Herbert Blomstedt conducts Beethoven’s Choral Symphony No. 9

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COMPOSERS: Beethoven
LABELS: Accentus
ALBUM TITLE: Beethoven
WORKS: Symphony No. 9 (Choral)
PERFORMER: Simona Saturova (soprano), Mihoko Fujimura (alto), Christian Elsner (tenor), Christian Gerhaher (baritone); MDR Radio Choir; Gewandhaus Choir and Children’s Choir; Gewandhaus Orchestra/Herbert Blomstedt


Herbert Blomstedt was in his late eighties when this recording was made in December 2015, but looks as vigorous and youthful as ever, conducting (without a score or a baton) Beethoven’s Ninth with no detail spared. One beneficiary of Blomstedt’s largely traditional approach to the work is the slow movement. It’s become fashionable to take it at a conspicuously flowing tempo, but Blomstedt treats the first of its two themes as a genuine ‘Adagio molto’, allowing the music’s devotional character full rein.

Beethoven’s metronome marking for the discordant fanfares that launch the finale is, for once, on the slow side, and the opening bars often lack impetuosity, but Blomstedt has them hurled forth with all the drama they need. Like a good many conductors, he makes an attacca between the slow movement and finale. It creates a dramatic effect, but it wouldn’t have been possible in Beethoven’s day: quite apart from the fact that there would have been applause between the two pieces, they needed time to retune, and the horns had to fit different crooks for the finale’s new key.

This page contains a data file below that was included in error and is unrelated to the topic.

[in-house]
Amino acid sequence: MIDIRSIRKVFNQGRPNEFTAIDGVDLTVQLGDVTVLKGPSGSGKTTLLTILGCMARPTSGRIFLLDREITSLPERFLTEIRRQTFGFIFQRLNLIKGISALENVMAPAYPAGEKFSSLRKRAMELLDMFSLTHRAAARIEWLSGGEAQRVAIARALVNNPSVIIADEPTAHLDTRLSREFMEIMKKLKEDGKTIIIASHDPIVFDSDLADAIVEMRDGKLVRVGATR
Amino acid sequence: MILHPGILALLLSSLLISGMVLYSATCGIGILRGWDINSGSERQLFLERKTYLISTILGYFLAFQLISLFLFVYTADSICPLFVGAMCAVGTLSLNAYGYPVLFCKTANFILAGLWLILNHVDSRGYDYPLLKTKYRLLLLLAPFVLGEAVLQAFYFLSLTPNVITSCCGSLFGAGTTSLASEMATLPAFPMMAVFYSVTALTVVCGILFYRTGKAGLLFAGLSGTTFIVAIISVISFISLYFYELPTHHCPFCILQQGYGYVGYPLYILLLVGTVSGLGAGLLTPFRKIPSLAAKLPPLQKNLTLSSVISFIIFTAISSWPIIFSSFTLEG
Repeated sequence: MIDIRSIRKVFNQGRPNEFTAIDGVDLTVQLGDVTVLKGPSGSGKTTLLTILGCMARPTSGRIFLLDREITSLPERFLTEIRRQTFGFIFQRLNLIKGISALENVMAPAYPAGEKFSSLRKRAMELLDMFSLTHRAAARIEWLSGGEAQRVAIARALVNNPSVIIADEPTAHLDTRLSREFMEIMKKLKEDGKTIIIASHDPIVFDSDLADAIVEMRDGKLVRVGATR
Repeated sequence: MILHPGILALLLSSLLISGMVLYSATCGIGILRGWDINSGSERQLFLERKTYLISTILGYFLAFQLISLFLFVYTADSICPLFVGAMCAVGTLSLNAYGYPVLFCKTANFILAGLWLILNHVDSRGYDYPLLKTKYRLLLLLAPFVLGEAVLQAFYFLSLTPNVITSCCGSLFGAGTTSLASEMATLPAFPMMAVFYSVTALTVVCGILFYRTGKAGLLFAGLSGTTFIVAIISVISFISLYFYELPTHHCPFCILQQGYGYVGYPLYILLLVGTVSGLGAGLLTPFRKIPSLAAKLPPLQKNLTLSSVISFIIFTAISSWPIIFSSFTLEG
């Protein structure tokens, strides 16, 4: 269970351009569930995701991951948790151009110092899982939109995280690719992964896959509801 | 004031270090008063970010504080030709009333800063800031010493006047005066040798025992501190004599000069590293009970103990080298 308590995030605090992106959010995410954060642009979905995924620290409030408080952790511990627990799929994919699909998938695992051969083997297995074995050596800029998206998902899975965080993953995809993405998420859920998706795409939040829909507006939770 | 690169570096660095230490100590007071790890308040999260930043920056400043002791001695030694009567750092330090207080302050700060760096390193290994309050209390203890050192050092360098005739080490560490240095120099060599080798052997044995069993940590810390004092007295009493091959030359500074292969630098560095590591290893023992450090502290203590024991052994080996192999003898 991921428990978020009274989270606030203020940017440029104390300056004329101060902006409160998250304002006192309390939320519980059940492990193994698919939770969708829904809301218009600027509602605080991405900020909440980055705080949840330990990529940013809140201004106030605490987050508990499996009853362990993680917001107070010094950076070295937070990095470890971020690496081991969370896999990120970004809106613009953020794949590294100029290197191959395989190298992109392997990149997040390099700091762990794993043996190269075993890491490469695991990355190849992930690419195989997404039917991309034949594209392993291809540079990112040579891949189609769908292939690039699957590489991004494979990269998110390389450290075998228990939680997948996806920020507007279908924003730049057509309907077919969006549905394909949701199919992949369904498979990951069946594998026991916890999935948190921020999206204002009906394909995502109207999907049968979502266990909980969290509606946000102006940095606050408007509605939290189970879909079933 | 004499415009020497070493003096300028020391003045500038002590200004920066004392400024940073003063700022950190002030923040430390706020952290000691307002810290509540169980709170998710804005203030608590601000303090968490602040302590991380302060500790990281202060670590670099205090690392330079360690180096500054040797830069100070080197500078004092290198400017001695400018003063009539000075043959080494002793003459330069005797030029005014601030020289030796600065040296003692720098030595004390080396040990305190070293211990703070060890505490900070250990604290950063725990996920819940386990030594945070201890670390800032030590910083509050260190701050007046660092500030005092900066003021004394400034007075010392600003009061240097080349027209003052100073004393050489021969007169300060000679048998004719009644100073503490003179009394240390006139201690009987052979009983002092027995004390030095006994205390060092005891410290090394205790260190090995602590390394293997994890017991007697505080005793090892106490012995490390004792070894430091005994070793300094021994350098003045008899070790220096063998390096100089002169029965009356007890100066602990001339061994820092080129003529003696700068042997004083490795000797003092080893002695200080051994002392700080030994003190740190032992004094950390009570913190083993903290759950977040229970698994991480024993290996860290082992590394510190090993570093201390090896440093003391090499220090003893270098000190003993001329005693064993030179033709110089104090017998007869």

Blomstedt has a strong team of soloists to hand, though Christian Elsner is overstretched by the cruelly demanding tenor part in the ‘Turkish March’ episode. Am I alone in being seriously distracted by the prevailing manner of filming music, with continual cross-cutting between close-ups of individual players? It is deeply unmusical, and provides no idea of the work’s scale, or its contrapuntal fabric.


Misha Donat